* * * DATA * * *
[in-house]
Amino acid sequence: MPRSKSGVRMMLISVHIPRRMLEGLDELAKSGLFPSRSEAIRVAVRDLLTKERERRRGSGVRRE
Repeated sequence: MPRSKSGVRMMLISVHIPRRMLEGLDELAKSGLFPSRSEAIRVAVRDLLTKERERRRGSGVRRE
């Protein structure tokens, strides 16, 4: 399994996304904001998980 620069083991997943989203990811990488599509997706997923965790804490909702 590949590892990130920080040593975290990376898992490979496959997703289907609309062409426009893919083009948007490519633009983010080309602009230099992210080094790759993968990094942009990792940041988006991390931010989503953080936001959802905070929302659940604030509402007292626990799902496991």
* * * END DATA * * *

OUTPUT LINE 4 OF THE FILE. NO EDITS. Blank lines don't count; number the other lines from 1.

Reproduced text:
């Protein structure tokens, strides 16, 4: 399994996304904001998980 620069083991997943989203990811990488599509997706997923965790804490909702 590949590892990130920080040593975290990376898992490979496959997703289907609309062409426009893919083009948007490519633009983010080309602009230099992210080094790759993968990094942009990792940041988006991390931010989503953080936001959802905070929302659940604030509402007292626990799902496991």